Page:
DIY Wedding Save the Dates: The Lowdown

easy DIY save the date

As a bride-to-be and a chronic overbeliever in my abilities, I’m wary of the current wedding DIY movement. To me, a do-it-yourself project on the scale of a wedding sounds like a sure way to frazzle already taxed nerves. That said, I made an exception: my DIY save-the-date postcards. While I’m happy with the results, it was more challenging than expected, and I wouldn’t recommend it for all situations.

First, let me take you through the options you have for your save the dates.

  1. You can get a wedding invitation suite that includes save the dates and other paper items, such as invitations, reply cards, maps, programs, menus and thank you notes. This way all your paper items will match. You’ll likely get a deal buying them all together, but it might not be as cheap as DIYing a few items yourself. You can use a stationer who designs your invitation suite to your specifications, or you can buy a predesigned set.
  2. If you’re not ready to commit to a suite, simply find a save-the-date you like that feels representative of the type of wedding you’re hosting. Not too long ago the proper etiquette was to have the save the date and the invitation match, but this isn’t the concern it once was. If you opt for different save the dates and invitations, I recommend having something that connects the two, whether it’s the color, a similar font or a theme.
  3. You can design your save the date yourself, which is what I did with help from my brother, who works in advertising. (So, yes, I had the help of a pro.) Same rules apply as above — try to make it connect in some way to the invitations that will come later. I recommend keeping things simple to avoid driving yourself crazy.
  4. Save-the-date templates allowing you to print the cards yourself are a good option if you want to save money and aren’t confident in your design skills.

You have some different printing options if you DIY. I used Vistaprint, which has good prices for bulk orders, but there isn’t a lot of hand-holding there, so you need to feel comfortable with their interface and your abilities. A friend of mine went to a local printing company, which is an excellent idea because you’ll support a local business and get the assistance of a real live human being. You can also print out save the dates yourself, but make sure you use a printer that can handle the cardstock and be prepared for some pretty tedious, time-consuming work cutting the cards to the right size.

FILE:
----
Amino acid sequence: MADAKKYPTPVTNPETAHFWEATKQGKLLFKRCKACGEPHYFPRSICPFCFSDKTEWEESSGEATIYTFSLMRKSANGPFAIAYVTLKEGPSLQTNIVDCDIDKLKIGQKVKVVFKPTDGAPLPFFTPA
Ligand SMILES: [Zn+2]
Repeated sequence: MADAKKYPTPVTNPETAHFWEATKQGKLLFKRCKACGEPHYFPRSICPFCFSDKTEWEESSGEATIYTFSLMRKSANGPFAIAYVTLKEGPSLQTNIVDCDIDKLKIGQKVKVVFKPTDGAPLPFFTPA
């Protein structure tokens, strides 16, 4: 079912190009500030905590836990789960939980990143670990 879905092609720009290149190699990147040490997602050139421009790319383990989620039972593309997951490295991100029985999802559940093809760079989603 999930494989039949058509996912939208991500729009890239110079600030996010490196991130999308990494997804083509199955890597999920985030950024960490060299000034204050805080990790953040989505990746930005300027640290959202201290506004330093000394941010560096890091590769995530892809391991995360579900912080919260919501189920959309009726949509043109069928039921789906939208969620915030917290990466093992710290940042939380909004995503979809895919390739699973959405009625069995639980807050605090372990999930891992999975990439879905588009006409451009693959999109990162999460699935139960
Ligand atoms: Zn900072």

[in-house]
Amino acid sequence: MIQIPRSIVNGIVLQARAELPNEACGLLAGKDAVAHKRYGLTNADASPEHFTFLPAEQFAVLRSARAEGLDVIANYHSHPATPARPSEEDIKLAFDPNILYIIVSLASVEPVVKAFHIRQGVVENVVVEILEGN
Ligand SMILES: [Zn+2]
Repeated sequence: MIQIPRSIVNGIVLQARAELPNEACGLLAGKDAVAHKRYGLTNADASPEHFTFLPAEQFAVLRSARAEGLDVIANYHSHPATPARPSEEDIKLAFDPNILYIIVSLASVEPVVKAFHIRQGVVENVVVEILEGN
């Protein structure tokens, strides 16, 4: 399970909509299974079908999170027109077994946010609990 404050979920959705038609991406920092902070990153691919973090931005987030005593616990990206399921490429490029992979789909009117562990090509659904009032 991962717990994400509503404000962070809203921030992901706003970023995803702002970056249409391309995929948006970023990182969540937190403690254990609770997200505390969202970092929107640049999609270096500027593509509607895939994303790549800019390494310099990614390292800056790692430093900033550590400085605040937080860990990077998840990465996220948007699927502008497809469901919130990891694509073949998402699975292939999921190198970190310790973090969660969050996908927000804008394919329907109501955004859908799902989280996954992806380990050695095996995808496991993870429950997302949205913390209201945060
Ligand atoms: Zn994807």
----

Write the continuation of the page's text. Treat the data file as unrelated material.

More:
Naturally, you need to weigh what’s most important to you (time vs. cost vs. professional product, etc.) For Robert and me, saving money on save the dates means we can use a local Nashville letterpress company for our invitations, which we’re thrilled about.

Oh! A heads up that the price of postcard stamps just went up to 33 cents! On the plus side, the new postcard stamps are cute little apples rather than the loud Hawaiian shirts on the 32 cent stamp. And to speed up the process of addressing cards, we had a Western custom rubber stamp made at a very reasonable price from 2impress.

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2 Comments

  1. Great job on those save the dates! I agree that the DIY projects can really frazzle the nerves. I did it myself (but like you, not too much). I had an experience where I arrived to photograph a beautiful wedding and the bride was still printing out place cards, menus and programs in her hotel room. She was a wreck. The whole bridal party and family where running here and there chaotically. She’s a gem of a girl and it was tough to see her so frazzled. My second shooter and myself pitched in where we could so she could finish her hair and makeup. She had just taken on too much herself.

  2. Thanks for this story, Ashlee! It can be really hard to envision the time that DIY projects will take. I’ve had a few friends take on projects and say in retrospect that they would have really preferred to have done something else with their time than that giant DIY project that distracted them right before their wedding. I often think of that when I’m debating taking on DIY projects. Your client is lucky she had such a good-hearted photographer!

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